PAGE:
Location: Stored Product Insect Research Unit
Title: Evaluation of catmint oil and hydrogenated catmint oil as repellents for Tribolium castaneum and Tribolium confusum Authors
Submitted to: Journal of Insect Science
Publication Type: Peer Reviewed Journal
Publication Acceptance Date: October 30, 2010
Publication Date: November 4, 2011
Repository URL: http://handle.nal.usda.gov/10113/53856
Citation: Arthur, F.H., Fontenot, E.A., Campbell, J.F. 2011. Evaluation of catmint oil and hydrogenated catmint oil as repellents for Tribolium castaneum and Tribolium confusum. Journal of Insect Science. 11:128, available online: insectscience.org/11.128. Interpretive Summary: Repellents are used to keep insect pest management programs for some insect species from infesting commodities, but there are few repellents that can be used for stored- product insects. We evaluated two types of oils made from catmint plants as repellents for the red flour beetle and the confused flour beetle, two important pests of stored products. We used visual assessments and video recordings to evaluate the reactions of the beetles to the repellents. Simple visual assessments were inconclusive, but the video recordings showed that both oil products were more repellent to the red flour beetle than to the confused flour beetle. Red flour beetles avoided the area that was treated with the oils. The results show that the catmint oil products are effective as repellents for the red flour beetle.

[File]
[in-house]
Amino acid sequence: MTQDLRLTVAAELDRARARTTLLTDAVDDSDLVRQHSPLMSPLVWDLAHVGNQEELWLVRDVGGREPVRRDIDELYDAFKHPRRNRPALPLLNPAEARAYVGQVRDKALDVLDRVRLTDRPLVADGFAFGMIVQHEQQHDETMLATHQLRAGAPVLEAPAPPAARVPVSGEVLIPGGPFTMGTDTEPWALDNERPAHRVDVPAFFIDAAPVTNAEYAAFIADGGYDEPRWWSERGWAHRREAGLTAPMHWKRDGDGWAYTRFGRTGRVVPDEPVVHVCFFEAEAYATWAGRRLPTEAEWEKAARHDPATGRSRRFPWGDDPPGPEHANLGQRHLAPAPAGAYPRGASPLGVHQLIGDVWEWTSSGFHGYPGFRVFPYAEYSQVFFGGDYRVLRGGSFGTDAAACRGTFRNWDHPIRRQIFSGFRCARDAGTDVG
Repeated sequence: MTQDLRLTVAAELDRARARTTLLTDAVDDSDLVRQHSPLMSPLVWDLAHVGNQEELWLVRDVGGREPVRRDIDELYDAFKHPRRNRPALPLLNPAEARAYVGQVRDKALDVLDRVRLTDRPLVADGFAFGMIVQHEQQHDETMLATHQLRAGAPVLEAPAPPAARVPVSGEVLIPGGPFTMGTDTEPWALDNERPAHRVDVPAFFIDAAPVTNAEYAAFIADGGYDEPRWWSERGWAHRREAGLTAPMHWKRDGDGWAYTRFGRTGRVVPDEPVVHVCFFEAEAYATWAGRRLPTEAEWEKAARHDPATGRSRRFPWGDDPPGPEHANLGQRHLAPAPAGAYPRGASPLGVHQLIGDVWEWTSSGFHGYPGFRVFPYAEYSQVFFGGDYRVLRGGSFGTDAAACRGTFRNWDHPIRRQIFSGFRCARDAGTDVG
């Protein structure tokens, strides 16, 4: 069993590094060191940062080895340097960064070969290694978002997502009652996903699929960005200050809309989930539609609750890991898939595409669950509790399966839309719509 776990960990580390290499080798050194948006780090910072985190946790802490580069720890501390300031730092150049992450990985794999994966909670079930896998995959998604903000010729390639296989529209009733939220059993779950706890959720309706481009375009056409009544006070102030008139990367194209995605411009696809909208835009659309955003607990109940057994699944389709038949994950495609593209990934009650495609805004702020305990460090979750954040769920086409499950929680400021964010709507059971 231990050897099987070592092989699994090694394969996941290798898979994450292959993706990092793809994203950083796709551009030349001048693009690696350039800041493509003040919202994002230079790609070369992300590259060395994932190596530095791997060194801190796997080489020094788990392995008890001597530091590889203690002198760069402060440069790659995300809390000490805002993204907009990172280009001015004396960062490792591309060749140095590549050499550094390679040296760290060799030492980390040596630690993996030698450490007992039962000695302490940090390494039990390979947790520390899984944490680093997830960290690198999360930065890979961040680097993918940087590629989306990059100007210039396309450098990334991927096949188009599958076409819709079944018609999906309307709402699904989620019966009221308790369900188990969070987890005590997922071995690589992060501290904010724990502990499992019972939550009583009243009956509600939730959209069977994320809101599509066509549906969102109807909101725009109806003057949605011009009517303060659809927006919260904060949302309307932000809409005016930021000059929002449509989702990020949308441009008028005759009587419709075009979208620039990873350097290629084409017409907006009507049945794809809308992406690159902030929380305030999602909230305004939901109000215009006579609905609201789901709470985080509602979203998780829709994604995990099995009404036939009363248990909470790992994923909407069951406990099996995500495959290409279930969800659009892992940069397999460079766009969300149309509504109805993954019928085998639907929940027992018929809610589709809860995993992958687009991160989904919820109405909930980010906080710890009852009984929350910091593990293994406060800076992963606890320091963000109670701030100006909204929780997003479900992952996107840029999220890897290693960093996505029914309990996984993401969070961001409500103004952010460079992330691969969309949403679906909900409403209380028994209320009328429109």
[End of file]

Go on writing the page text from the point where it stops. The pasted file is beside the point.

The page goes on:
Technical Abstract: Catmint oil and hydrogenated catmint oil were evaluated as repellents for adult Tribolium casteneum (Herbst), the red flour beetle, and T. confusum (Jacqueline DuVal), the confused flour beetle, using both a traditional method of visual assessment of distribution and a video recording method to determine movement patterns of individual insects. Visual assessments of distribution using groups of adults showed that the hydrogenated catmint oil was more effective than the pure catmint oil, but there was no significant difference (P = 0.05) between species. However, when repellency was measured using single insects and the visual recording system, both oils were more repellent to T. castaneum than T. confusum at the concentrations evaluated in the study. Avoidance movement and change in direction when T. castaneum encountered the repellent were observed. Results indicate that repellents may be more accurately assessed using single insects rather than groups of individuals, and simple visual observations of distribution may be less sensitive in measuring repellent efficacy. Procedures for utilizing a video system are described as models for future evaluations of repellents for stored-product beetles.